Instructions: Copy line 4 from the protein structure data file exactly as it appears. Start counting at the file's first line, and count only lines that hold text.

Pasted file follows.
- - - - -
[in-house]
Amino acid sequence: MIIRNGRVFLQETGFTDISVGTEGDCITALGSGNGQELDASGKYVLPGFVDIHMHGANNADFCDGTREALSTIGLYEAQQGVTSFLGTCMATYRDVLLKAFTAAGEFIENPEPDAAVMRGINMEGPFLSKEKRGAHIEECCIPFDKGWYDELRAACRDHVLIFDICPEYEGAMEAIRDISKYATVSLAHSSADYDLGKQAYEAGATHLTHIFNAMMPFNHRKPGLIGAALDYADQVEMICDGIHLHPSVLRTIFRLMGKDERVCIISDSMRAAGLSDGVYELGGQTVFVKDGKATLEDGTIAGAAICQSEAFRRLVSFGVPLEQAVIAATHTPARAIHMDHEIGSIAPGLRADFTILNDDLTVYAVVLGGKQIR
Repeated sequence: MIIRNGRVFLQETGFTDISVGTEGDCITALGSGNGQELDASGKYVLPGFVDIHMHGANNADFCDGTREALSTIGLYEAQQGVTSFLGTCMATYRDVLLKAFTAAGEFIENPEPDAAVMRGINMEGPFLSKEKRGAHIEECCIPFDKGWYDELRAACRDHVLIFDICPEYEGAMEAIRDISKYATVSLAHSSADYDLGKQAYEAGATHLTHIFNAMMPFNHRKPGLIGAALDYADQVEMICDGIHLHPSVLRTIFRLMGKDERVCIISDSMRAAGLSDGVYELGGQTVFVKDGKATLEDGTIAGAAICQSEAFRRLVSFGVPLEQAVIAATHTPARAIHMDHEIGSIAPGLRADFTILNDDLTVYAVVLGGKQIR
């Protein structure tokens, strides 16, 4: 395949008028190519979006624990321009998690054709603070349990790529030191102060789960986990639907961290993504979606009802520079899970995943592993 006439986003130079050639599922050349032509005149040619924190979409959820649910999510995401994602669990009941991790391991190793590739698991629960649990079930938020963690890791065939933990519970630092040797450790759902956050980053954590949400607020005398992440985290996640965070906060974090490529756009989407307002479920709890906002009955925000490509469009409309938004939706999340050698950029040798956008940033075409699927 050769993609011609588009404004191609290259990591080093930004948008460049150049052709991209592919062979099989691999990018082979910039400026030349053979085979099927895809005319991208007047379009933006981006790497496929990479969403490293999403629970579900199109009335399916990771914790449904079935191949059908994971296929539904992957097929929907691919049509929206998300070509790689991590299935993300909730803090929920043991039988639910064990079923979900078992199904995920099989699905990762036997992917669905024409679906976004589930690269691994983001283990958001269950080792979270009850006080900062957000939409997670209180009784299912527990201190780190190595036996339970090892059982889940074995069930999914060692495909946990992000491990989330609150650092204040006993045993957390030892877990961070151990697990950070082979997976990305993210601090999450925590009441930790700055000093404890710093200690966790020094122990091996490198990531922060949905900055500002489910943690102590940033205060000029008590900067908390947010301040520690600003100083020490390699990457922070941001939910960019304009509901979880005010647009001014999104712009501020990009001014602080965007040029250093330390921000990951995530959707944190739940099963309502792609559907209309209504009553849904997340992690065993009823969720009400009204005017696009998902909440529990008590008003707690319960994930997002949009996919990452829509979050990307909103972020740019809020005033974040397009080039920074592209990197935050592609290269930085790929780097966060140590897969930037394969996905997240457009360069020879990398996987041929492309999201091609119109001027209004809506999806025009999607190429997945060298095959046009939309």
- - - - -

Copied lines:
């Protein structure tokens, strides 16, 4: 395949008028190519979006624990321009998690054709603070349990790529030191102060789960986990639907961290993504979606009802520079899970995943592993 006439986003130079050639599922050349032509005149040619924190979409959820649910999510995401994602669990009941991790391991190793590739698991629960649990079930938020963690890791065939933990519970630092040797450790759902956050980053954590949400607020005398992440985290996640965070906060974090490529756009989407307002479920709890906002009955925000490509469009409309938004939706999340050698950029040798956008940033075409699927 050769993609011609588009404004191609290259990591080093930004948008460049150049052709991209592919062979099989691999990018082979910039400026030349053979085979099927895809005319991208007047379009933006981006790497496929990479969403490293999403629970579900199109009335399916990771914790449904079935191949059908994971296929539904992957097929929907691919049509929206998300070509790689991590299935993300909730803090929920043991039988639910064990079923979900078992199904995920099989699905990762036997992917669905024409679906976004589930690269691994983001283990958001269950080792979270009850006080900062957000939409997670209180009784299912527990201190780190190595036996339970090892059982889940074995069930999914060692495909946990992000491990989330609150650092204040006993045993957390030892877990961070151990697990950070082979997976990305993210601090999450925590009441930790700055000093404890710093200690966790020094122990091996490198990531922060949905900055500002489910943690102590940033205060000029008590900067908390947010301040520690600003100083020490390699990457922070941001939910960019304009509901979880005010647009001014999104712009501020990009001014602080965007040029250093330390921000990951995530959707944190739940099963309502792609559907209309209504009553849904997340992690065993009823969720009400009204005017696009998902909440529990008590008003707690319960994930997002949009996919990452829509979050990307909103972020740019809020005033974040397009080039920074592209990197935050592609290269930085790929780097966060140590897969930037394969996905997240457009360069020879990398996987041929492309999201091609119109001027209004809506999806025009999607190429997945060298095959046009939309």